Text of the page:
This is an exceptionally elegant pink Cava with a sparkling colour. It has wonderful floral and fruity aromas and is full-flavoured, dry, and fruity. It makes an excellent aperitif.
This is the driest (least sweet) of all Cavas. This type contains less than 6 grams of sugar per litre.
This wine is slightly less dry than the previous one. Although quite a dry wine it is much less so than a French Champagne for example.
Cava Brut is by far the most favourite Cava with non Spanish drinkers. It has 6-15 grams per litre of sugar.
Putting the bubbles into wine can be done in several ways but only sparkling wines made in a certain region of narthern France can be called Champagne.
The best way to produce sparkling wine is the 'Methode Traditionelle' , practised in Champagne and elsewhere. Base wines high in acidity and fermented to dryness are bottled and a small amount of sugar and yeast is then introduced to create a second fermentation. It is the second fermentation which creates carbon dioxide and thus the bubbles which give the wine its sprakle. As the carbon dioxide is unable to escape into the air it dissolves into the wine. The sediment, or less, left behind by the spent yeast stays in conctact with the wine until dégorgement, and imparts biscuity flavours and complexity.
'Dégorgement' is the removal of the lees, in order to render the wine clear and bright. A process known as 'rémuge', which invols the twisting and turning of the bottles, slowly shifts the lees to the neck of the bottle. The necks of the bottles are then passed through a solution of freezing brine in order to freeze the first inch or so of wine now containing the lees. When the cap is removed, the pressure in the bottle forces out the ice pellet.
To finish, the wine lost during 'dégorgement' is replaced by a mixture of wine and cane sugar, called the 'dosage' or 'Liquer d'Expedition'. The amount of sugar added has a bearing on the final style of the wine, for example a small amount of sugar is added for the dryish style of Brut while more is added for the quite sweet and sticky rich.
A cheaper form of secondary fermentation can take place in closed tanks. Known as 'Cuve close', the wine is bottled under pressure so that it retains carbon dioxide. This method is generally reserved for less expensive fizz.
Particular grape varieties are sought the world over. Chardonnay and Pinot Noir both have the attributes required to make great champagnes and sparkling wines. Although the best champagne may be a first choice for many as a 'desert island' bottle, there are plenty of fine sparkling wines around.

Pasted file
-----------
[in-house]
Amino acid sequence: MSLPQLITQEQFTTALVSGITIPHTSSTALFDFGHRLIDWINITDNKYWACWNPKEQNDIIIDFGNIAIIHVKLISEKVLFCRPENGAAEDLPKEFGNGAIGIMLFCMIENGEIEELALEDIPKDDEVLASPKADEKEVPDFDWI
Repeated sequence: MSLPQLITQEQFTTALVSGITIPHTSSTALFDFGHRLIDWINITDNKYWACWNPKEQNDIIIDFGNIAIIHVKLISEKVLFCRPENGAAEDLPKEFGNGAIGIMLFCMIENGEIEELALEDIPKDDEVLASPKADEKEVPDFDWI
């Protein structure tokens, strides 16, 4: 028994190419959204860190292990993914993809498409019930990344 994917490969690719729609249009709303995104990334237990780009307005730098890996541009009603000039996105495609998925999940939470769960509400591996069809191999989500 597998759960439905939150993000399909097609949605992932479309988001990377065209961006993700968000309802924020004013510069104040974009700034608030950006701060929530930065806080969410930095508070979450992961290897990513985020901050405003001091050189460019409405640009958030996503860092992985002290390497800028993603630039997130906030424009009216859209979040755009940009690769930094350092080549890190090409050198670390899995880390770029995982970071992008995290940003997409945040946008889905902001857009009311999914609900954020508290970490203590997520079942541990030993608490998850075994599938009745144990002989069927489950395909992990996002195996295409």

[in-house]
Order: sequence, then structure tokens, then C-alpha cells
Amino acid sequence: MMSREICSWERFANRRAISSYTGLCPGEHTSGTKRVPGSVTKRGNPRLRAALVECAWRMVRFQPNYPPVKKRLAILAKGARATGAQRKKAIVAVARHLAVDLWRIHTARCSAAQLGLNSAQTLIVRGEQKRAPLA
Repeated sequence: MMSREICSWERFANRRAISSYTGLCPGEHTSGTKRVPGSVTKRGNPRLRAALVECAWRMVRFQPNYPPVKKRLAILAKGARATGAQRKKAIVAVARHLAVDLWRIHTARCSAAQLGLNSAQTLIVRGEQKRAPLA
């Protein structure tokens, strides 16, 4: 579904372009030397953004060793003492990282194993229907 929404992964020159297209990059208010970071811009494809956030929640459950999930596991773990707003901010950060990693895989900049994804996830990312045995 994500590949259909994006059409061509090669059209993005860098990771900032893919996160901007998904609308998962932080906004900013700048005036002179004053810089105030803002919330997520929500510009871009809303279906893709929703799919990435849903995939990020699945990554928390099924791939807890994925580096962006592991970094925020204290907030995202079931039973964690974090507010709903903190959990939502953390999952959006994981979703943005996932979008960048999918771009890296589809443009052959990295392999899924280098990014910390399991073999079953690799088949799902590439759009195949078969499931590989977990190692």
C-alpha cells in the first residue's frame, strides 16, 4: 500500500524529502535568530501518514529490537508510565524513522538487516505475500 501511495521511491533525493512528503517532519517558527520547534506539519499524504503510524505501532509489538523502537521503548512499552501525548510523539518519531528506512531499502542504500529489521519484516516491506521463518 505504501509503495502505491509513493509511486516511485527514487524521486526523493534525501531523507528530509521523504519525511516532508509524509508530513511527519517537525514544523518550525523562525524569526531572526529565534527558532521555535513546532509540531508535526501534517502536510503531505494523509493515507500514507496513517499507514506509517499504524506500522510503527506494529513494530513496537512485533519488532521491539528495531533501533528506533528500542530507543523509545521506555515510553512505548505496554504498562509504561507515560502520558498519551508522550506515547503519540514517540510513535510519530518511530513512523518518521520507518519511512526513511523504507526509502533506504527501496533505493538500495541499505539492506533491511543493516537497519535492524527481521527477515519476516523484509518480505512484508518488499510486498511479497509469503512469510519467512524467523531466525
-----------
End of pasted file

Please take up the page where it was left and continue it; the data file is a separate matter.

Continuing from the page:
Areas of England with chalky soil, combined with the country's cool climate, make it capabile of producing top-quality sparkling wine. Fruity and expressive sparklers come from riper fruit in countries such as Australia, USA, New Zealand and South Africa, while the favoured choice from Spain is Cava, a lighter sparkling wine made from indigenous grape varieties.
A horizontal press is normally used for white wines. The grapes are put into the cylindrical container until it is full, and it then revolves. As it rotates, chains inside the container break up the grapes and the juice runs off either to fermenting vats or barrels. A second type of horizontal press contains a central bag which is gradually inflated once the grapes have been loaded. The expanding bag pushes the grapes against the side of the container and the juice is pressed out The amount of juice extracted is carefully controlled by the winemaker. The first pressing is generally considered to make the best wine, but wineries can go on to second and third pressings.
A fortified wine is a kind of wine that has added distilled beverage, generally brandy. A fortified wine can be differentiated from spirits that are made using wine. The spirits in that are produced by distillation method while the fortified wine is just wine that has spirit included to it. Several different kinds of fortified wines have been made till date including Sherry, Commandaria wine, Marsala, Madeira, Port, and aromatized wine Vermouth.
Fortified wines are wines that are “fortified” with addition of alcohol that is added to during fermentation to base wine, increasing the average alcohol amount to about 17 to 20%. The fortified wines are made in either sweet or dry style (with middle-ground of medium-dry or medium-sweet covered in generally all kinds of fortified wine categories). Among the most common varieties of fortified wines include Marsala, Madeira, Sherry, and Port.